Community Guru
Jennifer R Member Since: Sep 15, 2017
6 of 21

Mina F wrote:

Ok so I decided to post this in the Coffee Break section as, if I didn't misunderstand, it would suit such a comic, not comic post, which is actually about a job I saw today:

 

I hope posting the job posting's details is not against the Community Guide Lines:

 

**edited for Community Guidelines**

 

-The job has 5-10 proposals last time checked and as mentioned: experts are required for a fixed price of $5. Is this even legitimate? Smiley Very Happy


As said before, this is probably just a placeholder. This said if  you bid hire, you should also hope that no Talent Specialist gets in your way.

 

I would check the clients history. What is the average hourly rate? That is often the biggest help you can get.

Community Guru
Anthony H Member Since: Feb 22, 2017
7 of 21

Last time I bid $5 on something, the client jumped on it like a seagull on a dumpster. When I told him it was a placeholder bid, he (rightfully, I figure) gave me all kinds of s h rhymes with idiot. (Ok, well, it doesn't rhyme with idiot.) 

Why? Because I was wasting his time.

For my money, making excuses for a client doing that is just lame-oh. When a client puts down $5 on a job, I don't care what it is, he or she is saying "I want the lowest bid possible for this job." You don't have to be Sigmund Freud to figure that out.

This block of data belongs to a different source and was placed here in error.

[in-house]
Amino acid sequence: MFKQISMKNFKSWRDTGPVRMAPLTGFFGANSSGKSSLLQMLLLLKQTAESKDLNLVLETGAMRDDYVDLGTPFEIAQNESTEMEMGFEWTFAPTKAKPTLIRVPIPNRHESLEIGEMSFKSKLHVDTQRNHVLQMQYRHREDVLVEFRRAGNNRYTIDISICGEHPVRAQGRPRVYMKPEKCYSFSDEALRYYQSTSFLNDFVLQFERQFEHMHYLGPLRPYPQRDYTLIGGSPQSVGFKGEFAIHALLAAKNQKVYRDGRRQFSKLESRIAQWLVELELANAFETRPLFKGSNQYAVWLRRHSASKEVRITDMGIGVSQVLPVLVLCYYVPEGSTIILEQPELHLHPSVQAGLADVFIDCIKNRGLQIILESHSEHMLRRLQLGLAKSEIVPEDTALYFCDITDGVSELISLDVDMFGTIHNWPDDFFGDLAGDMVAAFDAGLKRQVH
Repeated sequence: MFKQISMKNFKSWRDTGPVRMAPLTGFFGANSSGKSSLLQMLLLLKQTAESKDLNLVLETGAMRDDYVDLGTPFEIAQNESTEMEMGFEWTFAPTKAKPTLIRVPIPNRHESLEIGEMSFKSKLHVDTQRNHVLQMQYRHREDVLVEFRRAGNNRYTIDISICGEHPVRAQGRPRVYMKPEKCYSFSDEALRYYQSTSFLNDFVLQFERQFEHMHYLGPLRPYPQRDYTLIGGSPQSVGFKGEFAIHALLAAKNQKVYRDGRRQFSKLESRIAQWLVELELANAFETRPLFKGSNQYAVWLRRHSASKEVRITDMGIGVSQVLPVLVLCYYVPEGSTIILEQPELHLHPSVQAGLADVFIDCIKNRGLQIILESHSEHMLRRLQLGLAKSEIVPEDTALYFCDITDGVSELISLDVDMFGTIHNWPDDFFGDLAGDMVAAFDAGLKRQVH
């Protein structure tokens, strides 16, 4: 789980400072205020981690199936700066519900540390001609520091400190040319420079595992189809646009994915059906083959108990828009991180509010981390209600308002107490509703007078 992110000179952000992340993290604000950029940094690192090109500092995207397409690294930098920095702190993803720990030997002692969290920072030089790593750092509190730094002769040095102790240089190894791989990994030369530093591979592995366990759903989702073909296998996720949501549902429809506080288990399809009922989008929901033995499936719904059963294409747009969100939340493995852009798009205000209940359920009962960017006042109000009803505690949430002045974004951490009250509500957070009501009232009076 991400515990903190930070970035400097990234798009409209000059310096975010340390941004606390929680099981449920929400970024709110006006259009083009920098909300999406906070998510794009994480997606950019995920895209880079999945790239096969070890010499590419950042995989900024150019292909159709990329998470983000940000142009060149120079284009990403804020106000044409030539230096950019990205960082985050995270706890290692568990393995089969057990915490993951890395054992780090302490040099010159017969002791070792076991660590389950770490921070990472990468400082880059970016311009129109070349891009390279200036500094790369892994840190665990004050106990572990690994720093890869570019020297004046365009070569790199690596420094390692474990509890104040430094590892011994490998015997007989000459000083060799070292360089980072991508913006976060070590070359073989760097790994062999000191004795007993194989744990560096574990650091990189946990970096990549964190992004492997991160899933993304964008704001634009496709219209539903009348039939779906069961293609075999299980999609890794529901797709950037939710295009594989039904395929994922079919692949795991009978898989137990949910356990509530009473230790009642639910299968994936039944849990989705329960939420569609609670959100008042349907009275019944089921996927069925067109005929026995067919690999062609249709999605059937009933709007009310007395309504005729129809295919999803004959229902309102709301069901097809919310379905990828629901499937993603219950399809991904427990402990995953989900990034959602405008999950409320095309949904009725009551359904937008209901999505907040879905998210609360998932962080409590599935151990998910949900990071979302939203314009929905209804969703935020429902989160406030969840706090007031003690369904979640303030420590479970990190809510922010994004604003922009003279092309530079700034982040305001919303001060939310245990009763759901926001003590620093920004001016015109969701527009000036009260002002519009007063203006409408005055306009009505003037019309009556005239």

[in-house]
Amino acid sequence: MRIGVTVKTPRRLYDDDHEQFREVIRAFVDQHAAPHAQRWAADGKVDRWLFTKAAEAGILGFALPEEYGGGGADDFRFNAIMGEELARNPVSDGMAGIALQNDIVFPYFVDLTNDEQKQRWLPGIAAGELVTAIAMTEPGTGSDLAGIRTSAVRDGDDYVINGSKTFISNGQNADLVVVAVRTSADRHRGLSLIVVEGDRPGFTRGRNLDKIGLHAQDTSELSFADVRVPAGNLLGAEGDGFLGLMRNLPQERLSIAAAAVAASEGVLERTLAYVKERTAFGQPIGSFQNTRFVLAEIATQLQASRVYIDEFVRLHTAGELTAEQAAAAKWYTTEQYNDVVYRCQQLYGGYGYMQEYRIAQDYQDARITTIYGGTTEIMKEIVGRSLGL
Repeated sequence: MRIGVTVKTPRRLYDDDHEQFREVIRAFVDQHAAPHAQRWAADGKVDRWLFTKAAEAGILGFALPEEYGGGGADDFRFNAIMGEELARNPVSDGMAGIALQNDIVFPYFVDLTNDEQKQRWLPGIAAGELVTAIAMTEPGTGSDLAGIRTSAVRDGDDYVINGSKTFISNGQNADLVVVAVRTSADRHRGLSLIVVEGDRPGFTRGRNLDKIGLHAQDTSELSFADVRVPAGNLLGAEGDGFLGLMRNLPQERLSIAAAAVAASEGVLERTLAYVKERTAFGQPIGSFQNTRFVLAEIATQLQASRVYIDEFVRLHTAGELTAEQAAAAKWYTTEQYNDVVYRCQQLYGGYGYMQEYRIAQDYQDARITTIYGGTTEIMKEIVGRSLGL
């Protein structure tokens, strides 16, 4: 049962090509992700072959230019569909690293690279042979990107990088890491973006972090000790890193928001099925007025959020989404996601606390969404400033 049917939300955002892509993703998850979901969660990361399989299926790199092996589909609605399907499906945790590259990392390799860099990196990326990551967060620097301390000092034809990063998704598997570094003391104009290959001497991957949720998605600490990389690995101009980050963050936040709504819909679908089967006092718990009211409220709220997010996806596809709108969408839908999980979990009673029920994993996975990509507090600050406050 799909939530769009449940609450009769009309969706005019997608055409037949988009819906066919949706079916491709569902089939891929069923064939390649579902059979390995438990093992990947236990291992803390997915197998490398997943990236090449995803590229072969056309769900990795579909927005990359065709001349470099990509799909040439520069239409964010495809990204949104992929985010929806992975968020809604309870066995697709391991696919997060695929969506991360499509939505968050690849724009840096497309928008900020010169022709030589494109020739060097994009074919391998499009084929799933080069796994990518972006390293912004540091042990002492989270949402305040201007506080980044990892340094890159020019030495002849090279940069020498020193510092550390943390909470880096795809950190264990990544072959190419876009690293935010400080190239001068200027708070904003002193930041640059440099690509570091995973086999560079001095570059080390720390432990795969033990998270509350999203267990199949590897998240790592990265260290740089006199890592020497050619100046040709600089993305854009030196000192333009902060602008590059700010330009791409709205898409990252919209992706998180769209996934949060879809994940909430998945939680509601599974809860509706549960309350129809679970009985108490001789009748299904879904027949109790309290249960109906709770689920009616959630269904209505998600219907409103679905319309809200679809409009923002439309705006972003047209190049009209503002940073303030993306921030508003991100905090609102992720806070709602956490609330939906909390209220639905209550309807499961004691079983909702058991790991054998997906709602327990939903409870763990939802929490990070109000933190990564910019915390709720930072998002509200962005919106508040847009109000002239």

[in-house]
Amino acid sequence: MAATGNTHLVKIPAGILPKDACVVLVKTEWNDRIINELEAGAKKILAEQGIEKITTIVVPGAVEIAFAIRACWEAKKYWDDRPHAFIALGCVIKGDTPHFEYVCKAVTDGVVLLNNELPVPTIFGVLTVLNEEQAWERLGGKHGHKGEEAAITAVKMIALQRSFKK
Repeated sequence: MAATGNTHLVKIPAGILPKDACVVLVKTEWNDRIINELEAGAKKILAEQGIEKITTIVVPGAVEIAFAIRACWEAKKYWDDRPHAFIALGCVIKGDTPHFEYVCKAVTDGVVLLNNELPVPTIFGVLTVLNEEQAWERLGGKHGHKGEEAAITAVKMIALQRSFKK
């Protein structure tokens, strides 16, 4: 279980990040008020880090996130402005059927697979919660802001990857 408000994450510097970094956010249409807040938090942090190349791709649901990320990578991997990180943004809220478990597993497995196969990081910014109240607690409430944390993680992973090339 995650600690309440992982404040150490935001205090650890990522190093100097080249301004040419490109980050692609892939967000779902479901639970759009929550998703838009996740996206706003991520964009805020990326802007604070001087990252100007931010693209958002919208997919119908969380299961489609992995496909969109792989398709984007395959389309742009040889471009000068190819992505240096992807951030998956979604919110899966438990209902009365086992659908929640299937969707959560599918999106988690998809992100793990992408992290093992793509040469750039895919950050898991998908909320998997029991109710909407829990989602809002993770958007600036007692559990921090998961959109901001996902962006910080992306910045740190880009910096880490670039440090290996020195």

Now, when I put $5 on a bid, I say in my cover letter, "That's a place holder." Otherwise, I'm just playing games and the client has every right to accuse me of wasting his or her time. Goes both ways, as I see it.

In fact, I just saw a job listed as "expert" pay in which the job poster proudly barked that he or she was paying $1 for 100 words. I submitted a bid, actually. My proposal said exactly this: 

"Do the math. Expert pay? Wow. Is anyone falling for that? If so, hire them. Doing so will get you both out of my way. Thanks."


Community Guru
Reinier B Member Since: Nov 3, 2015
8 of 21

Anthony H wrote:

Last time I bid $5 on something, the client jumped on it like a seagull on a dumpster. When I told him it was a placeholder bid, he (rightfully, I figure) gave me all kinds of s h rhymes with idiot. (Ok, well, it doesn't rhyme with idiot.) 

Why? Because I was wasting his time.